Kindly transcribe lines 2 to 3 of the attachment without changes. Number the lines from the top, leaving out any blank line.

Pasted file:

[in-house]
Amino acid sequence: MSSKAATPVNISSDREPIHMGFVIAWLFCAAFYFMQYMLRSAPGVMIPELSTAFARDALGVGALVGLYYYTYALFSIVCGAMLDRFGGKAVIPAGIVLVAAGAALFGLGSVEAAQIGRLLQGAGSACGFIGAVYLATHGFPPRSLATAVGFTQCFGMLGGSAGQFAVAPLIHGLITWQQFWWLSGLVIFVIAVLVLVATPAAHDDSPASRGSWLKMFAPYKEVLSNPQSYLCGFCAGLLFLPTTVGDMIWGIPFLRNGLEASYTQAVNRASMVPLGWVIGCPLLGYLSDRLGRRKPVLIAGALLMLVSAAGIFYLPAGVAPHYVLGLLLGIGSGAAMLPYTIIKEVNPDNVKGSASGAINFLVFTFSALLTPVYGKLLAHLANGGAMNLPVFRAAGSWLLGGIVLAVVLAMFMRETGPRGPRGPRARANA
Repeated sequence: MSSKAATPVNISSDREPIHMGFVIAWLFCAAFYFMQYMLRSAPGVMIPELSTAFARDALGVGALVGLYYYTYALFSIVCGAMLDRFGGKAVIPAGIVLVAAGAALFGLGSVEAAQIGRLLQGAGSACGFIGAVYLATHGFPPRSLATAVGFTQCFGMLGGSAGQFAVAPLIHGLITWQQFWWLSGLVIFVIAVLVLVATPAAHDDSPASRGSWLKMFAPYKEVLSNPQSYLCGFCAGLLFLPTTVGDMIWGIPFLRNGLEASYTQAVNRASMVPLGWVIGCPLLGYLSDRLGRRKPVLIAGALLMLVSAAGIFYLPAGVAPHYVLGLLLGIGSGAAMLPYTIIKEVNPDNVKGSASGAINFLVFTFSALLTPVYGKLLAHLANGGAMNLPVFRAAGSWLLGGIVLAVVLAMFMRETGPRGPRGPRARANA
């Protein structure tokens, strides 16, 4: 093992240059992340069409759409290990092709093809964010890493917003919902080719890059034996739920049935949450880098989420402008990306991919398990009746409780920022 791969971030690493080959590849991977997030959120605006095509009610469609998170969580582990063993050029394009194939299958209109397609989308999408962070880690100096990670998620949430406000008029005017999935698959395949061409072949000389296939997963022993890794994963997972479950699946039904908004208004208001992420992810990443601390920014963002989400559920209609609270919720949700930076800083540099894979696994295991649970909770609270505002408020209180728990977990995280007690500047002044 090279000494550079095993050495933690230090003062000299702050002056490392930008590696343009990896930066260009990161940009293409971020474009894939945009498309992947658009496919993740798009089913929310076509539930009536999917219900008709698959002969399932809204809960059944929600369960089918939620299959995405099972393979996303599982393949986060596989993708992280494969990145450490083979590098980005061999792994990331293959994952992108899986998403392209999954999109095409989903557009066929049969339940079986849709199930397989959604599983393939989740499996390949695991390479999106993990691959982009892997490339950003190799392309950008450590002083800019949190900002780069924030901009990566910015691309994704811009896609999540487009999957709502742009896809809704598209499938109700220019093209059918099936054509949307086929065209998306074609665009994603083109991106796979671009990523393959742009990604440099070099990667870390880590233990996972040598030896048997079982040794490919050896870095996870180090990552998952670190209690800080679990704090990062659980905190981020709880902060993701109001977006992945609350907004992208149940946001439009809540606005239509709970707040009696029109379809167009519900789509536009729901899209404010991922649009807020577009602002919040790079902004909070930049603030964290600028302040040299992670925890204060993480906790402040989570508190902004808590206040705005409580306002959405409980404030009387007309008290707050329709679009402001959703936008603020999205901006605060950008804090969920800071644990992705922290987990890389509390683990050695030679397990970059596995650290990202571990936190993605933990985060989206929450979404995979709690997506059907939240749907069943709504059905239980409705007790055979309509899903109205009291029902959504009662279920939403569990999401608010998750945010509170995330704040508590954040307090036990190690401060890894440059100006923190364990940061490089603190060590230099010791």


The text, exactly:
Amino acid sequence: MSSKAATPVNISSDREPIHMGFVIAWLFCAAFYFMQYMLRSAPGVMIPELSTAFARDALGVGALVGLYYYTYALFSIVCGAMLDRFGGKAVIPAGIVLVAAGAALFGLGSVEAAQIGRLLQGAGSACGFIGAVYLATHGFPPRSLATAVGFTQCFGMLGGSAGQFAVAPLIHGLITWQQFWWLSGLVIFVIAVLVLVATPAAHDDSPASRGSWLKMFAPYKEVLSNPQSYLCGFCAGLLFLPTTVGDMIWGIPFLRNGLEASYTQAVNRASMVPLGWVIGCPLLGYLSDRLGRRKPVLIAGALLMLVSAAGIFYLPAGVAPHYVLGLLLGIGSGAAMLPYTIIKEVNPDNVKGSASGAINFLVFTFSALLTPVYGKLLAHLANGGAMNLPVFRAAGSWLLGGIVLAVVLAMFMRETGPRGPRGPRARANA
Repeated sequence: MSSKAATPVNISSDREPIHMGFVIAWLFCAAFYFMQYMLRSAPGVMIPELSTAFARDALGVGALVGLYYYTYALFSIVCGAMLDRFGGKAVIPAGIVLVAAGAALFGLGSVEAAQIGRLLQGAGSACGFIGAVYLATHGFPPRSLATAVGFTQCFGMLGGSAGQFAVAPLIHGLITWQQFWWLSGLVIFVIAVLVLVATPAAHDDSPASRGSWLKMFAPYKEVLSNPQSYLCGFCAGLLFLPTTVGDMIWGIPFLRNGLEASYTQAVNRASMVPLGWVIGCPLLGYLSDRLGRRKPVLIAGALLMLVSAAGIFYLPAGVAPHYVLGLLLGIGSGAAMLPYTIIKEVNPDNVKGSASGAINFLVFTFSALLTPVYGKLLAHLANGGAMNLPVFRAAGSWLLGGIVLAVVLAMFMRETGPRGPRGPRARANA